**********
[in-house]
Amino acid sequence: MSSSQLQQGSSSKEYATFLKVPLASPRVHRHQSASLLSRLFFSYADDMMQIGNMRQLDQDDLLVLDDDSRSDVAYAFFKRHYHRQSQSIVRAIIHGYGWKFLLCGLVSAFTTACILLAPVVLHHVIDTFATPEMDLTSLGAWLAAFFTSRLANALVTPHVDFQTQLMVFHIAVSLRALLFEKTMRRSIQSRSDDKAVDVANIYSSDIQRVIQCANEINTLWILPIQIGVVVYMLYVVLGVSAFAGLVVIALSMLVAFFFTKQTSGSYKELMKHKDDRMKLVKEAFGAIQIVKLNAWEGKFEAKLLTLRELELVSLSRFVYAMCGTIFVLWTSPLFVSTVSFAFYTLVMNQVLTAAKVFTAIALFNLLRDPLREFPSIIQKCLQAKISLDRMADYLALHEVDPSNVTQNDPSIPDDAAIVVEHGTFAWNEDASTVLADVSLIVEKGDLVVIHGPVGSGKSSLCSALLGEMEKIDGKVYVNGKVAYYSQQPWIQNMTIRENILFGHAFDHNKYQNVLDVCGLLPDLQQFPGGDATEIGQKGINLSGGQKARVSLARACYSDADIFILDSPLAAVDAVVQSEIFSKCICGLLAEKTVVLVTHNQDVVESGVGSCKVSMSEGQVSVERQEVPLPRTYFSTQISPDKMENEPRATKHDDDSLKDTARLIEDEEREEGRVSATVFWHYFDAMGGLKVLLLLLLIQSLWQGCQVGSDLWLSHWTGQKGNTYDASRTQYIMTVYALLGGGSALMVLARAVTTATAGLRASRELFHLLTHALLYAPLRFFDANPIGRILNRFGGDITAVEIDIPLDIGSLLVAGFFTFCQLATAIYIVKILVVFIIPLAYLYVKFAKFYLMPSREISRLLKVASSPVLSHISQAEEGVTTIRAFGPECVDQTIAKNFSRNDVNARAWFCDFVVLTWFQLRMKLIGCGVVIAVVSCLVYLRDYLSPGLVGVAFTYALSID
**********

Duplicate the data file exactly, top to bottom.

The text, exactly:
[in-house]
Amino acid sequence: MSSSQLQQGSSSKEYATFLKVPLASPRVHRHQSASLLSRLFFSYADDMMQIGNMRQLDQDDLLVLDDDSRSDVAYAFFKRHYHRQSQSIVRAIIHGYGWKFLLCGLVSAFTTACILLAPVVLHHVIDTFATPEMDLTSLGAWLAAFFTSRLANALVTPHVDFQTQLMVFHIAVSLRALLFEKTMRRSIQSRSDDKAVDVANIYSSDIQRVIQCANEINTLWILPIQIGVVVYMLYVVLGVSAFAGLVVIALSMLVAFFFTKQTSGSYKELMKHKDDRMKLVKEAFGAIQIVKLNAWEGKFEAKLLTLRELELVSLSRFVYAMCGTIFVLWTSPLFVSTVSFAFYTLVMNQVLTAAKVFTAIALFNLLRDPLREFPSIIQKCLQAKISLDRMADYLALHEVDPSNVTQNDPSIPDDAAIVVEHGTFAWNEDASTVLADVSLIVEKGDLVVIHGPVGSGKSSLCSALLGEMEKIDGKVYVNGKVAYYSQQPWIQNMTIRENILFGHAFDHNKYQNVLDVCGLLPDLQQFPGGDATEIGQKGINLSGGQKARVSLARACYSDADIFILDSPLAAVDAVVQSEIFSKCICGLLAEKTVVLVTHNQDVVESGVGSCKVSMSEGQVSVERQEVPLPRTYFSTQISPDKMENEPRATKHDDDSLKDTARLIEDEEREEGRVSATVFWHYFDAMGGLKVLLLLLLIQSLWQGCQVGSDLWLSHWTGQKGNTYDASRTQYIMTVYALLGGGSALMVLARAVTTATAGLRASRELFHLLTHALLYAPLRFFDANPIGRILNRFGGDITAVEIDIPLDIGSLLVAGFFTFCQLATAIYIVKILVVFIIPLAYLYVKFAKFYLMPSREISRLLKVASSPVLSHISQAEEGVTTIRAFGPECVDQTIAKNFSRNDVNARAWFCDFVVLTWFQLRMKLIGCGVVIAVVSCLVYLRDYLSPGLVGVAFTYALSID